Aside from whether Wilson and Pantaleo deserved to be indicted, did race have anything to do with it? As with everything else, the answer is not as simple as yes or no. No one except those who allow emotion to trump logic think that either of these officers woke up on those fateful mornings and actually thought to themselves “I’m gonna go out and kill myself a n***** today.” Accordingly, Wilson and Pantaleo aren’t monsters, either. On the other hand, that doesn’t mean race had no role in this.
If we remove from the equation any notion that homicide was either officer’s intended goal, then we can say that there was some element of combatting a threat. What was it, then, that made Brown and Garner seem so threatening? The color of their skin? Their gender? Their youthful (or relatively youthful) age? Their massive size? Surely we don’t think that the cops have ever shot or choked Maya Angelou, Toni Morrison, or Joycelyn Elders, do we? On the other hand, would Brown and Garner have felt as threatened had they tangled with a 6-foot-4 300-pound white guy? Moreover, to bring racism into the equation does not necessarily mean the cops involved hate black people; instead, it could mean that on some level, when there is no mass white outrage, it makes some feel that it is not based on solidarity with the police, but rather that black lives are not thought to matter a whole lot.
These, then, are the nuances. The non-Birhmingham Bombing nuances. The types of conversations about race that are healthy, and help us grow and progress as a nation.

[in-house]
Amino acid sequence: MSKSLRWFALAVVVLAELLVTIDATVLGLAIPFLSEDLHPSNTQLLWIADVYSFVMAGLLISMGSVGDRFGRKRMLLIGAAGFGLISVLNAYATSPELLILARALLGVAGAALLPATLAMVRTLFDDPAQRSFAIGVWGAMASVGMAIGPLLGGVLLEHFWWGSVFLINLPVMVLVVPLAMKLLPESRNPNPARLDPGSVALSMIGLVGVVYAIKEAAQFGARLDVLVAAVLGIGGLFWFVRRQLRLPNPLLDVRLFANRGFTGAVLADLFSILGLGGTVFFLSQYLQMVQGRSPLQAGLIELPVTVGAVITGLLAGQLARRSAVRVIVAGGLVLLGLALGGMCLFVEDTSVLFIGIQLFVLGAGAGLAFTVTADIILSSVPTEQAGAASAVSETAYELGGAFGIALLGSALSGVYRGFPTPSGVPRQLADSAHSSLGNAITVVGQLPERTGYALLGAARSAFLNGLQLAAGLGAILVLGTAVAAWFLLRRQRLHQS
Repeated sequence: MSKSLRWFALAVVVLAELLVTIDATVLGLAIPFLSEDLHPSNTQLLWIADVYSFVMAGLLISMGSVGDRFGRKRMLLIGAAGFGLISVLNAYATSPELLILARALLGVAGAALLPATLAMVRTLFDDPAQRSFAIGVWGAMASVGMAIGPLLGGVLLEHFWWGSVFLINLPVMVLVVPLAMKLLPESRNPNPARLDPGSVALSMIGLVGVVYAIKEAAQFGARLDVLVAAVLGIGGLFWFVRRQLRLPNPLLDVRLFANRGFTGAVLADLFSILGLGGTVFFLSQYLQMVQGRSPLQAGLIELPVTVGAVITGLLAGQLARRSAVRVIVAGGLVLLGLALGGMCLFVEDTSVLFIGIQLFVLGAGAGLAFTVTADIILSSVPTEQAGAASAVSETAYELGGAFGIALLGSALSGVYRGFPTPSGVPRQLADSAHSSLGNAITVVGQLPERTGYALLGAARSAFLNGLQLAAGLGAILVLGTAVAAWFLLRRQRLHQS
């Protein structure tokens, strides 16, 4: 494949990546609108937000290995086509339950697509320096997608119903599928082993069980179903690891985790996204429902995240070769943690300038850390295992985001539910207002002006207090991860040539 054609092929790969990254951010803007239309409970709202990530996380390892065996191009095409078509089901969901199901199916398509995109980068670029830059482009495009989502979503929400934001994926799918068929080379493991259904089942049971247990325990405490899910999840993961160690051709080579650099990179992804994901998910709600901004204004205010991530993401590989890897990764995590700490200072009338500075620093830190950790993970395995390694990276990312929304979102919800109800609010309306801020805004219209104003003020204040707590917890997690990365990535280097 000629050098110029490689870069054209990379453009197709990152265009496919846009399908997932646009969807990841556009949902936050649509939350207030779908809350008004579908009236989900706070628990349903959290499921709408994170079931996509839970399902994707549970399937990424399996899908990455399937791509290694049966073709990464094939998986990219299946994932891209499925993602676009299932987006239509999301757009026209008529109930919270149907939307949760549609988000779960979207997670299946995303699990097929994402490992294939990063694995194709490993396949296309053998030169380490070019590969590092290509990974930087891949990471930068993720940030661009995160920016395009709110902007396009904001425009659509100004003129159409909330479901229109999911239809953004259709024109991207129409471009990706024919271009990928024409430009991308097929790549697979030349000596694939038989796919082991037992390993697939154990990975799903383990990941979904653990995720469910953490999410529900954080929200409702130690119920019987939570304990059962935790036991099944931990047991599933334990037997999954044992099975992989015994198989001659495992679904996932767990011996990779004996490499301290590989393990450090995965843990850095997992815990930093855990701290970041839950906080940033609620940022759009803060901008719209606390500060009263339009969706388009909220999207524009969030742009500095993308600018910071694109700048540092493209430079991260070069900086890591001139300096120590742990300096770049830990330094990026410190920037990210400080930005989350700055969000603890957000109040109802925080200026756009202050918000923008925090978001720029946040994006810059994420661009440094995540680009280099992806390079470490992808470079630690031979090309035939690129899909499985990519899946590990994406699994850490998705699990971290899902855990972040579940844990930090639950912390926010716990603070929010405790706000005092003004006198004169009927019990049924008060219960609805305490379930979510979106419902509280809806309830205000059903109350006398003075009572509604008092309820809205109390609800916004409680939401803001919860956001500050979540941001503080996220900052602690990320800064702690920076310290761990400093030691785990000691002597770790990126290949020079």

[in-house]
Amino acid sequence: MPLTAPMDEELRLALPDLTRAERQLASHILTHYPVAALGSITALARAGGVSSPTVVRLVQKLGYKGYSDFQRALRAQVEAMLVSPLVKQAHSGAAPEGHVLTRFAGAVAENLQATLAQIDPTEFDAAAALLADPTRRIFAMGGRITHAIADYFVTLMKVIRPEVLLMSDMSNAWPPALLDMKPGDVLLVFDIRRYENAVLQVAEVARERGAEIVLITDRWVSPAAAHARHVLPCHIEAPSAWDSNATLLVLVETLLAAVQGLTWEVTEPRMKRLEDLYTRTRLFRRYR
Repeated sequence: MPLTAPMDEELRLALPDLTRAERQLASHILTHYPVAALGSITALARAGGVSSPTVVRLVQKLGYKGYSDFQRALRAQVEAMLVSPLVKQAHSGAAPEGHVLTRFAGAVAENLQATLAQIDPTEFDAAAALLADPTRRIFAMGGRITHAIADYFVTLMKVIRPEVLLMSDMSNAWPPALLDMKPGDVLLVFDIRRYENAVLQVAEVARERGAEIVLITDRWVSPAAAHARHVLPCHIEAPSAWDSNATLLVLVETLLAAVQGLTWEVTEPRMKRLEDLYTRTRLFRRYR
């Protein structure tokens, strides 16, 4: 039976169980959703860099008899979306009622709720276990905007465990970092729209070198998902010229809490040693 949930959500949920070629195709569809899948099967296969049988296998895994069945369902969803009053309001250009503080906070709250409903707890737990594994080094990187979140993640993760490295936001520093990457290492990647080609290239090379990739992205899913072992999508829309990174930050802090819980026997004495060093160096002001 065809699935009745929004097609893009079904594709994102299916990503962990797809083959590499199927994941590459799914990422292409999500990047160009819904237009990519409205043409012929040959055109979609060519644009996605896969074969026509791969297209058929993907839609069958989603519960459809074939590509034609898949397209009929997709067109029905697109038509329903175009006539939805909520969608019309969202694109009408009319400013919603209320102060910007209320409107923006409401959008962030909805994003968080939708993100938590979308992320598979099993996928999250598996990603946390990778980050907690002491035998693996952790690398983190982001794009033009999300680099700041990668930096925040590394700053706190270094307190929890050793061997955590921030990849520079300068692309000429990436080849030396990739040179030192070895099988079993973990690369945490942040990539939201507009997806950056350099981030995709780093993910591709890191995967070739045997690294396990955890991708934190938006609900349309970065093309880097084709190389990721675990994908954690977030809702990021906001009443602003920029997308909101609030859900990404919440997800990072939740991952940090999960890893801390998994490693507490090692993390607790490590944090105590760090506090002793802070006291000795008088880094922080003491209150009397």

I will never forget that a few years ago, when I was dean of what at the time was the largest two-year Criminal Justice degree program in New York State, I sat in a lecture given by one of my colleagues, an African-American police officer who taught courses in the evening, and he made a compelling case for why the police did the right thing in another tragic situation: the death of 23 year-old Amadou Diallo at the hands of the four NYPD officers, who shot him 41 times when they believed that the wallet ID he was about to show them was a gun. A grand jury did indict those four officers, but they were acquitted at trial. My colleague explained why – based on his many years on the force – he agreed with the decision: that the officers only did what they were trained to do.
The question, then, is – should they be trained differently, or is this the most effective way to fight crime, even though from time to time it can lead to awful, unintended consequences?
These are the types of rational, grown-up conversations we all need to have, with unity, not divisiveness.
And above all, let us neither wreck our law enforcement system, nor turn a blind eye to its flaws. For unchecked authority leads to tyranny, and neutralized authority leads to lawlessness.